I was a freshman at Texas State University when protests broke out in Ferguson, MO over the murder of Michael Brown and Baltimore erupted on live television after police killed Freddie Gray the following spring. As many college students around the country flocked to designated cultural spaces to organize and find support, I felt isolated by the predominantly white peers who casually filled my dorm lobby, classes and work-study job with no spatial refuge to process what was happening with other students of color. Now a senior, having studied through domestic terror attacks on Muslim communities, immigration raids targeting Latinx families, continued police brutality and Trump’s ascent to presidency, I recognize something has remained consistently absent at Texas State.
Despite its diverse array of cultural student organizations and annual events, the higher administration of Texas State University has yet to establish some of the most basic institutional resources to support marginalized student populations.
Since 2012, Texas State University has been designated an emerging research university alongside schools such as University of North Texas, University of Texas at San Antonio, Texas Tech and University of Houston among others. However, Texas State is the only school out of these proclaimed peer institutions that still lacks institutionally reinforced academic or social spaces such as specialized cultural centers or any form of Black or Latino Studies.
It is worth noting despite multiple instances of fliers posted on campus explicitly calling for violence against marginalized communities and the albeit temporary resignation of activity by the Muslim Students Association after it became apparent that campus was no longer safe for them, Texas State’s higher administration has chosen to treat these issues as anomalies. Akin to instances of sexual assault, our university maintains no online portal for reporting racially motivated or otherwise hateful incidents besides the police, an organization not exactly known for its active response to issues of social justice, turning a blind eye to the realities many students face alone.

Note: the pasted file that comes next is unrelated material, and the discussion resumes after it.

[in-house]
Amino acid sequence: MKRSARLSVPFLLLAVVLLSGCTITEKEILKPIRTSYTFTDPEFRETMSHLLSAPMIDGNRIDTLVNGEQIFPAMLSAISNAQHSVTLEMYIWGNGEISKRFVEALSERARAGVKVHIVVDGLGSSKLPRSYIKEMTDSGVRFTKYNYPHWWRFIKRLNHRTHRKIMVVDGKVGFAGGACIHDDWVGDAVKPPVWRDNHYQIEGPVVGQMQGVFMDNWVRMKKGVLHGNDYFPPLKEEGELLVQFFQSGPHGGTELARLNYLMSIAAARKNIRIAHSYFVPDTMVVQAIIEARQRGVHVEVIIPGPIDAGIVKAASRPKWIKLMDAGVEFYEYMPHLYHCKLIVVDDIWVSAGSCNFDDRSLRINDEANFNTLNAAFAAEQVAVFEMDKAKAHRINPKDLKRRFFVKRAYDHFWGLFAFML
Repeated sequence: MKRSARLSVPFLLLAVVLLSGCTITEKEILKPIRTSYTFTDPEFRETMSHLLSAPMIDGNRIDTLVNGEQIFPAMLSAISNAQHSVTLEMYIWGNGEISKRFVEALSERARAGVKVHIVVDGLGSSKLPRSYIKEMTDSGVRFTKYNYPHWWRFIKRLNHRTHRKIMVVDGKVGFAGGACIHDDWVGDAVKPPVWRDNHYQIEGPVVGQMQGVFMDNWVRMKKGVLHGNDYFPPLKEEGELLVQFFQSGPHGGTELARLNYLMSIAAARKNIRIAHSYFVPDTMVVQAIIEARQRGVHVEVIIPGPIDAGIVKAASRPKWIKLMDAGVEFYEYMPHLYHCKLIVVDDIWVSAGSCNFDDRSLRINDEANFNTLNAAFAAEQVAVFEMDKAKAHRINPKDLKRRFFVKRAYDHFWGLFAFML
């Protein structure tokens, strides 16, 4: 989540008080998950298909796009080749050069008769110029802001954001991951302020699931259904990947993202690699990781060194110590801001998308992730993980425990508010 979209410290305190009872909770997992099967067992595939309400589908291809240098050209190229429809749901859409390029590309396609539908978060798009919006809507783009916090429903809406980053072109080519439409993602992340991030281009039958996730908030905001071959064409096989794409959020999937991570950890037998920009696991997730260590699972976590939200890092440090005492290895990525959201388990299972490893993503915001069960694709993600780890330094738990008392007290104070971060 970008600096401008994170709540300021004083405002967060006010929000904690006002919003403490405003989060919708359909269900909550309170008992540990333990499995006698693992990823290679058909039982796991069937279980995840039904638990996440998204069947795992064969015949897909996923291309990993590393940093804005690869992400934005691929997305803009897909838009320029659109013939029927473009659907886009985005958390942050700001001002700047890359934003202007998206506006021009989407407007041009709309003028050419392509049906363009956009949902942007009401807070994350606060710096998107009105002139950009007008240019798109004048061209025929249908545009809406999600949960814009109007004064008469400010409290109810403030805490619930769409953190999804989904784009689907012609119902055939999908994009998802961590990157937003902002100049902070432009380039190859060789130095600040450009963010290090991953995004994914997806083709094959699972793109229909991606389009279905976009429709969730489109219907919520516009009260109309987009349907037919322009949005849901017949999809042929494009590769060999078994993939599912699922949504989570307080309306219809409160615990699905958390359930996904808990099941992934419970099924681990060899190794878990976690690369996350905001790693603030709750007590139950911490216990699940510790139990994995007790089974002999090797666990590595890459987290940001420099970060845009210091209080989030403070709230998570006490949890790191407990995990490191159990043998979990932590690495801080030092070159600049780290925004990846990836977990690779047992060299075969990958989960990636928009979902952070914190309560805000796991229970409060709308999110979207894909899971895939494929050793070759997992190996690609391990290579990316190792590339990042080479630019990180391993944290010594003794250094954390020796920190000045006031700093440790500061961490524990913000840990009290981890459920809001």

In recent years, some students have taken the lead in demanding our administration do better. Student activist organizations such as SCOPE, PAAC, and BLMSM, however successful, expose a fundamental flaw in the development of Texas State. It is regularly left up to students to organize and demand basic educational needs be met while balancing the pressures of class, work and a social life. Let us not forget the work student activists do is usually free labor that benefits the university as a whole. This is an unfair and unhealthy dynamic for students, but an unfortunate reality of Texas State.
It is better to learn early on if you want cultural support at Texas State University, it will likely only come from the interpersonal work you put into finding students who share your experiences. Furthermore, the organizational support you find has been crafted through the resilience and resourcefulness of student initiatives in the face of an ever-apathetic institution.
But perhaps apathy is the wrong term. A public university of Texas State’s caliber that has made it to 2017 without providing so much as the bare minimum of services for marginalized students is past the threshold of apathy. Rather, it is a clear and active silence that allows the success and safety of marginalized students to fall behind the financial goals of the higher administration. When Texas State drags its feet in response to student calls for institutional support, they signal to an invaluable portion of the student population it would rather leave marginalized students to face their unique issues in dangerous isolation than address the lack of cultural infrastructure with the urgency and respect it deserves.
– Tafari Robertson is a public relations senior